Between Form and Event: Machiavelli's Theory of Political Freedom
Before Machiavelli, political freedom was approached as a problem of the best distribution of the functions of ruler and ruled. Machiavelli changed the terms of freedom, requiring that its discourse address the demand for no-rule or non-domination. Political freedom would then develop only through a strategy of antagonism to every form of legitimate domination. This leads to the emergence of modern political life: any institution that wishes to rule legitimately must simultaneously be inscribed with its immanent critique and imminent subversion. For Machiavelli, the possibility of instituting the political form is conditioned by the possibility of changing it in an event of political revolution.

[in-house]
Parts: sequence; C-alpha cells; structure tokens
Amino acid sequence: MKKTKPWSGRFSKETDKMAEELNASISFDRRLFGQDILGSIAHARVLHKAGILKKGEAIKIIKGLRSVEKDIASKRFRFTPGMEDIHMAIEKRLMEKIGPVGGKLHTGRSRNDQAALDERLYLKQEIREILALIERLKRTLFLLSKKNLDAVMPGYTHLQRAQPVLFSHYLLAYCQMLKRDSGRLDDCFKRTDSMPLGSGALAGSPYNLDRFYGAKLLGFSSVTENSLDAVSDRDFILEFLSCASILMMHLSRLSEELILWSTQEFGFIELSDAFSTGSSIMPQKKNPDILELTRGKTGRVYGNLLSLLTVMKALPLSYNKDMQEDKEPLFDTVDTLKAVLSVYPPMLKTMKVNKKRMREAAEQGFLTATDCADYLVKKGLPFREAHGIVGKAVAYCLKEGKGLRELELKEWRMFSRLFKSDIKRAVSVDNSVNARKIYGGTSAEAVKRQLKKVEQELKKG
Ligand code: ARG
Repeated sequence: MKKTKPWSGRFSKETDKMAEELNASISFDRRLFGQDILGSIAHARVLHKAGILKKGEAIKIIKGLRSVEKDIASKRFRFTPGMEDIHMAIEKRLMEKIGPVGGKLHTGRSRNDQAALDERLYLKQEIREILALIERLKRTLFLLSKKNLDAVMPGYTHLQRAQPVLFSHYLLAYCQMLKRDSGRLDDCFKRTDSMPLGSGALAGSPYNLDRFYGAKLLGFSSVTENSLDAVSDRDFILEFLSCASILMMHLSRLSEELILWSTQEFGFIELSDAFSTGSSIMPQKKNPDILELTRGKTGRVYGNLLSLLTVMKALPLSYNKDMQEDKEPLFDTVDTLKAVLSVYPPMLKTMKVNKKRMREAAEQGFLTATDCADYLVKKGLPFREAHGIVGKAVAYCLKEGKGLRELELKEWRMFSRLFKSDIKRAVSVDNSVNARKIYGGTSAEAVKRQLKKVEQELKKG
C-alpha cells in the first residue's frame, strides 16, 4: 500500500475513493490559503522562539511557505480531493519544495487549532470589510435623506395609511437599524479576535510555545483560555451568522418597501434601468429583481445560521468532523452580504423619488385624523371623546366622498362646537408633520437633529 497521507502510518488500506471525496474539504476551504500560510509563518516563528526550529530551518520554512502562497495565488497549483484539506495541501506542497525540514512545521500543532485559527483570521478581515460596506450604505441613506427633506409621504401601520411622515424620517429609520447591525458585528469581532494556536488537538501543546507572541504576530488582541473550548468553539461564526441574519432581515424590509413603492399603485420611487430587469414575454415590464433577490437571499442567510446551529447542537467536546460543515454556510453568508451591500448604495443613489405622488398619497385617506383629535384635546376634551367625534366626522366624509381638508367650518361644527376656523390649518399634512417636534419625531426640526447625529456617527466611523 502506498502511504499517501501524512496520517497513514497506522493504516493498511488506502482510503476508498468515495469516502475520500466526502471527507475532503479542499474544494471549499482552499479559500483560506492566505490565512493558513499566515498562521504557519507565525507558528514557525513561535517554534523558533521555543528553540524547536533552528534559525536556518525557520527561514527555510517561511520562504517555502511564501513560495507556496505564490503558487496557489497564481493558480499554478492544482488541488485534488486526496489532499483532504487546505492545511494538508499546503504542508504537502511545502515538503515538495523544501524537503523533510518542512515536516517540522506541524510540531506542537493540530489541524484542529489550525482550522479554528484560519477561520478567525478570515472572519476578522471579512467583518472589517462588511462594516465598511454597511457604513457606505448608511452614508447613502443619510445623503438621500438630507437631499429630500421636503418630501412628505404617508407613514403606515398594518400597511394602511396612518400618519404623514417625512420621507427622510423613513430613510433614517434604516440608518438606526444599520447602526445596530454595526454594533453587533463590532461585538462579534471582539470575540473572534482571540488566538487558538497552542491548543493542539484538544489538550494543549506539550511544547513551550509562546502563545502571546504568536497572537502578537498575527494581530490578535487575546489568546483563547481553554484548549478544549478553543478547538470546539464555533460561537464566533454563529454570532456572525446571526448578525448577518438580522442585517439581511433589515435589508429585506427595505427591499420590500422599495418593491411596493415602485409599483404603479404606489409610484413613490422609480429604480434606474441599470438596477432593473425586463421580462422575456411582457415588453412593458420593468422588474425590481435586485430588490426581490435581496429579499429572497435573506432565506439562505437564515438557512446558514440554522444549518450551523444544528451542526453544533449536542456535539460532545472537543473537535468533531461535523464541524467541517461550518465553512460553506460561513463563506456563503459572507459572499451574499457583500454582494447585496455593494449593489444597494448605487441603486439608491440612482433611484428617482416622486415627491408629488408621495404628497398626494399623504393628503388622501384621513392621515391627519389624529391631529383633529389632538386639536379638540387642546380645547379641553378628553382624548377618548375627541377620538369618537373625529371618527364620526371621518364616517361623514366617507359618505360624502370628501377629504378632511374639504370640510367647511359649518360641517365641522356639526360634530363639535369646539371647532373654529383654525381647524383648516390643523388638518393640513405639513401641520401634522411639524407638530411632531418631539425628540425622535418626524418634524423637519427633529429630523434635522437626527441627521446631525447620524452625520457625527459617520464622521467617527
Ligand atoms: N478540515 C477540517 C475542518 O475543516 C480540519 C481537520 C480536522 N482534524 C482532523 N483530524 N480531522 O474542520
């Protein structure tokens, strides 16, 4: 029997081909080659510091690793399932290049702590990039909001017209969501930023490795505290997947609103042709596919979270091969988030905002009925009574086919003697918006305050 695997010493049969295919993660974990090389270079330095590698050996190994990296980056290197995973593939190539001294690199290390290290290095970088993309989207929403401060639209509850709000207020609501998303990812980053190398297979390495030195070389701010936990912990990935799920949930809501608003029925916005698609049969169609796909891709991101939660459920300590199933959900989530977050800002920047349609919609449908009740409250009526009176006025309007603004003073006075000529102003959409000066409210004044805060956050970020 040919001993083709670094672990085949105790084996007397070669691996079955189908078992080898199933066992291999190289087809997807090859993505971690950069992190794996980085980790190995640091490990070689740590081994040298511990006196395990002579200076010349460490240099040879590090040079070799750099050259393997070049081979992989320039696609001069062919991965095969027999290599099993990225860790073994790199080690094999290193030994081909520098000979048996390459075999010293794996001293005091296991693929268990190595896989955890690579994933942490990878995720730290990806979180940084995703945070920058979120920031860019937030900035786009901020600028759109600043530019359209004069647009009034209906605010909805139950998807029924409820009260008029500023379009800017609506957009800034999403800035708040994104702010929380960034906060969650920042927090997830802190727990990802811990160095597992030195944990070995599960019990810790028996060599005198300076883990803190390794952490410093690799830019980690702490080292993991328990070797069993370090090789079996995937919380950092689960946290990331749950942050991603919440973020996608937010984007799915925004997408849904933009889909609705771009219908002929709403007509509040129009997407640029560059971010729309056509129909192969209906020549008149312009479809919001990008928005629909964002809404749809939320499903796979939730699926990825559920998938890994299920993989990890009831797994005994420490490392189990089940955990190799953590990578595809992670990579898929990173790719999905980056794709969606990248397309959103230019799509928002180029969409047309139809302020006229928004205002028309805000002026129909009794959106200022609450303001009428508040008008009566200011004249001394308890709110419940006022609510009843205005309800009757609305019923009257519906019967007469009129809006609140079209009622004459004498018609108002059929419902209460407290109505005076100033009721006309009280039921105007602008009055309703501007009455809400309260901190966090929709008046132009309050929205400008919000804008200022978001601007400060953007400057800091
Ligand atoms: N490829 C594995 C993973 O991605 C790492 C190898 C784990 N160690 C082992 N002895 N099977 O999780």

This book shows Machiavelli as a philosopher of the modern condition. For him, politics exists in the absence of those absolute moral standards that are called upon to legitimate the domination of man over man. If this understanding lies open to relativism and historicism, it does so in order to render effective the project of reinventing the sense of human freedom. Machiavelli's legacy to modernity is the recognition of an irreconcilable tension between the demands of freedom and the imperatives of morality.